Travis Scott and Kylie Jenner Reunited for the Sake of Fashion

Travis Scott and Kylie Jenner embracing
Photo by Craig Barritt via Getty Images

Are Kylie Jenner and Travis Scott back together? That was the question whispered throughout Tuesday night’s benefit for the New School’s Parsons School of Design—alumni of which include Isaac Mizrahi, Tom Ford, Marc Jacobs, and Donna Karan—on a rooftop along Manhattan’s East River. The pair, of course, brought company: Their precocious three-year-old daughter Stormi Webster, who had such a presence she managed to make more Kardashian-Jenner headlines than Kimye’s daughter North West on her eighth birthday.

Tuesday night stood out in Scott and Jenner’s four-year-long history as their first joint red carpet together since their October 2019 breakup. What’s more, an evening honoring Parsons supporters is quite the change of scenery from their usual hangs at places like theme parks and Scott’s gas station-themed birthday party. Scott did not attend Parsons himself, but recently launched the nonprofit Jack Cactus Foundation, which provides scholarships to the HBCU Prairie View A&M University and a new Parsons program based in Houston—a reflection of his longtime interest in design.

Photo by Craig Barritt via Getty Images

Webster spent the night looking chic but comfortable in a little black dress, blue Nikes and space buns, while Scott went with a classic black Bottega Veneta suit. Jenner, who’s in town for just 24 hours, predictably wore a family favorite: vintage Jean Paul Gaultier. As one Twitter user noted, the mesh-sleeved bodycon dress from 1987 is a full decade older than the Keeping Up With the Kardashians star herself. (She topped off the look with a pair of Cinderella-esque translucent heels.) The duo also took a moment sans Stormi for a pose that they undoubtedly knew would cause reunion rumors to skyrocket, and momentarily embraced.

On the red carpet, though, Scott and Jenner didn’t even hold hands. Jenner instead let the former pose with Webster before joining them, at which point Webster made faces and generally goofed off. There was a bit of a reason why Jenner, at least, seemed so comfortable and camera-ready: Before the family stepped onto the red carpet, staffers insisted that press turn on their camera flashes.

Pyer Moss designer Kerby Jean-Raymond and the artist Carrie Mae Weems also received awards from Parsons on Tuesday night. The former is about to become the first Black American designer to show at Paris Haute Couture Week, as Kering’s Laurent Claquin noted while paying homage to the monumental Pyer Moss show at King’s Theatre in Flatbush, Brooklyn. Weems, a hugely influential artist who supports her alma mater CalArts, was the first of the trio to give a speech, focusing on her recent travels across the U.S. to take photographs. They included a trip to Minneapolis, Minnesota, specifically where the cop Derek Chauvin murdered George Floyd. The site almost immediately became a memorial, now known as George Floyd Square, which Weems saw law enforcement occupy in real time. (Jean-Raymond has also wielded his influence to address the pandemic, as one of the first in fashion to roll out donations.)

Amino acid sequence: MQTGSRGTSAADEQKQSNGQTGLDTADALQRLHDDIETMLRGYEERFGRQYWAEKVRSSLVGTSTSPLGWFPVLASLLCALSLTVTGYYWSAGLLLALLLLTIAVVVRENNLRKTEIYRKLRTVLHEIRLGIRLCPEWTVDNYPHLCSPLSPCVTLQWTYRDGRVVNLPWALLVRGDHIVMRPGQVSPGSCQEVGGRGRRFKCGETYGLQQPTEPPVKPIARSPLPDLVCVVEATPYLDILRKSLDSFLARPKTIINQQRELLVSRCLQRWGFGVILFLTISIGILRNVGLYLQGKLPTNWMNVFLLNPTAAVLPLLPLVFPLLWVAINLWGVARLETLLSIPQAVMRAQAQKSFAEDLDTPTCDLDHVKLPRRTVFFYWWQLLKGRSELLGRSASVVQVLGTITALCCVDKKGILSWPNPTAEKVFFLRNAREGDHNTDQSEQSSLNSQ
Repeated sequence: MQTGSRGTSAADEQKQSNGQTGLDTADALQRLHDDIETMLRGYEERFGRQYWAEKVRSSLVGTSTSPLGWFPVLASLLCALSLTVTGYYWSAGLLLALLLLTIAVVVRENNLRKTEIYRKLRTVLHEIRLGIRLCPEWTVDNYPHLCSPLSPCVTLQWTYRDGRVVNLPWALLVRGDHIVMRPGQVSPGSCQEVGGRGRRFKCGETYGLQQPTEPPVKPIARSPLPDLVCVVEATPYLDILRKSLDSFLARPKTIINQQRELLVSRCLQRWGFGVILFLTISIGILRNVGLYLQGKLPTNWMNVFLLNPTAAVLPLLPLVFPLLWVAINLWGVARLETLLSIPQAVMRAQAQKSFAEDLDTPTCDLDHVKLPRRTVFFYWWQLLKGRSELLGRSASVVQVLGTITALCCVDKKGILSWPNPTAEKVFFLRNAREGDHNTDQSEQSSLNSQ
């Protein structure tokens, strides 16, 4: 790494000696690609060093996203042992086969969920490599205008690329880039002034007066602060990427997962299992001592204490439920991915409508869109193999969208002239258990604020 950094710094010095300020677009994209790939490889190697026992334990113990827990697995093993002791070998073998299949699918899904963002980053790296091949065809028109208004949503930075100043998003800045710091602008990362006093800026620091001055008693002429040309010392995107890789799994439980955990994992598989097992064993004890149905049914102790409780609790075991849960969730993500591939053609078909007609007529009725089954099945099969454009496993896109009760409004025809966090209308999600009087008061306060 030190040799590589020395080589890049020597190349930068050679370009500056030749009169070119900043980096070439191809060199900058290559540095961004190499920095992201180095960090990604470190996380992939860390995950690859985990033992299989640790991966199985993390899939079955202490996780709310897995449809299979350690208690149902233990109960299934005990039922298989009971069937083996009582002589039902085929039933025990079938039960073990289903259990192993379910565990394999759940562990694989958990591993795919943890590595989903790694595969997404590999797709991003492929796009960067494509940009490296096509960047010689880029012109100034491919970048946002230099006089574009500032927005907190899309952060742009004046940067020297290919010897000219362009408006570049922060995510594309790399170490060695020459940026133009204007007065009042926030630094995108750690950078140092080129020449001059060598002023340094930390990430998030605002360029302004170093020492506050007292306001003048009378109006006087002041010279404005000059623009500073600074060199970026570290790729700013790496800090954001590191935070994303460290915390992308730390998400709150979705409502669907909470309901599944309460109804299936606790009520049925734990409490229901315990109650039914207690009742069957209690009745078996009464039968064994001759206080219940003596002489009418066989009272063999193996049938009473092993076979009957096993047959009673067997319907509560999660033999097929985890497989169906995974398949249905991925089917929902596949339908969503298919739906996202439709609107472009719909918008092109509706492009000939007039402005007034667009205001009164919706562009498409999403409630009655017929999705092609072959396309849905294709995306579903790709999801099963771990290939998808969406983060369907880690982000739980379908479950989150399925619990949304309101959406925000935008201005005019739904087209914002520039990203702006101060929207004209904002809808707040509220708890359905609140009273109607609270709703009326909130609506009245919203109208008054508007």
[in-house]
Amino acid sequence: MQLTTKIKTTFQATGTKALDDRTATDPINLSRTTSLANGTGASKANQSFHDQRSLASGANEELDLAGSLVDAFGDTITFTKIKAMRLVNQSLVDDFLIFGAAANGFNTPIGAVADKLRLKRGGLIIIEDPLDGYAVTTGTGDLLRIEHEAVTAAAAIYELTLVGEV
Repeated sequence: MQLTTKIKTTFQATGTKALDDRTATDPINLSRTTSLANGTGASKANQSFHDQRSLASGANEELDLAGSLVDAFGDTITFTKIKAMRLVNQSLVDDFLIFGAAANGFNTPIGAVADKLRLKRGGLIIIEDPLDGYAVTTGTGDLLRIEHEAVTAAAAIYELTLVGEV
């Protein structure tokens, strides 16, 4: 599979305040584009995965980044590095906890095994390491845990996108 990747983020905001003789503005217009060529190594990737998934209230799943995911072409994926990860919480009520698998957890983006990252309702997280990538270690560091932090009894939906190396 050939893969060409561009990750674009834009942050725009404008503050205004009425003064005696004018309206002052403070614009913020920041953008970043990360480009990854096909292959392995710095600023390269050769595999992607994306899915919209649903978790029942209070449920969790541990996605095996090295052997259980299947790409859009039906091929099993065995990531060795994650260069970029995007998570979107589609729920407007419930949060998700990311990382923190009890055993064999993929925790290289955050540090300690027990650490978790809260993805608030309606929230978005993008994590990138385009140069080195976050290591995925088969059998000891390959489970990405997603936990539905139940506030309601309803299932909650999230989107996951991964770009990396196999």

A work from Carrie Mae Weems’s Resist COVID / Take 6! public art campaign.

Photo by Maria Baranova

While Weems’s practice primarily centers around race, politics, and power dynamics—most notably in her seminal Kitchen Table series—Weems has spent the bulk of the past year and a half focusing on the pandemic, and specifically how it’s disproportionately harmed those who are working-class and non-white. Her Resist COVID / Take 6! public art campaign has expanded from sites in New York City like the Parsons campus to 25 cities across the U.S. over the past year. The series is ongoing; after all, thousands across the U.S. and Covid-19 hotbeds like India are still dying each day.

At the same time on Tuesday, New York City was celebrating Andrew Cuomo’s announcement that 70 percent of New Yorkers have been vaccinated—enough for the mayor to lift most pandemic-related restrictions. Some had already been put into place, per CDC guidelines: Just a few at the outdoor event, which required proof of vaccination or a recent negative Covid-19 test, wore face masks (which they still made sure to have on hand). Weems in particular couldn’t help but rejoice at what was her first major event since last March.

Photos by Craig Barritt via Getty Images

The artist was hardly alone in doing so. The same went for fellow honorees Jeff Gennette of Macy’s, Inc. Angela Ahrendts of Apple (and formally Burberry), and designer Gabriela Hearst. Cynthia Erivo, Lena Waithe, and Parsons alum Donna Karan also hit the scene. The former—a red-carpet pro—went with a burnt orange dress by Jonathan Simkhai, while Waithe, who’s been all over the Tribeca Film Festival circuit, opted for a patterned button-down from Moschino’s collaboration with Palace.